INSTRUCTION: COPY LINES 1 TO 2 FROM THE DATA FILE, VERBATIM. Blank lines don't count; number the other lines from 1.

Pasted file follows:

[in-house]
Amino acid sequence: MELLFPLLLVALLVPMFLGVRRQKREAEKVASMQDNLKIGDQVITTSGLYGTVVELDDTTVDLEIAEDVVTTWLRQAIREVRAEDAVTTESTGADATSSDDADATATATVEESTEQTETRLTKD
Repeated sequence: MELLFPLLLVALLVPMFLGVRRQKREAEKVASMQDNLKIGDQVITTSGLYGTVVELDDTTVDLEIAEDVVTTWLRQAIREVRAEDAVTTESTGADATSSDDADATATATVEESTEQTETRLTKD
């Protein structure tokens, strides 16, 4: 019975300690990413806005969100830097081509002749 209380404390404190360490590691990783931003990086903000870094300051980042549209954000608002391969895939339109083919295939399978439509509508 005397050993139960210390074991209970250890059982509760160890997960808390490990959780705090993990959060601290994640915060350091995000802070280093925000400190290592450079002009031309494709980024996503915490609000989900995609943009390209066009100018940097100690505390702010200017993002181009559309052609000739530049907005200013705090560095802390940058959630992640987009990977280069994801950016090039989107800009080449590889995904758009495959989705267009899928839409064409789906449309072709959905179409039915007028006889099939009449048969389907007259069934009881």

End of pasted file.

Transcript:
[in-house]
Amino acid sequence: MELLFPLLLVALLVPMFLGVRRQKREAEKVASMQDNLKIGDQVITTSGLYGTVVELDDTTVDLEIAEDVVTTWLRQAIREVRAEDAVTTESTGADATSSDDADATATATVEESTEQTETRLTKD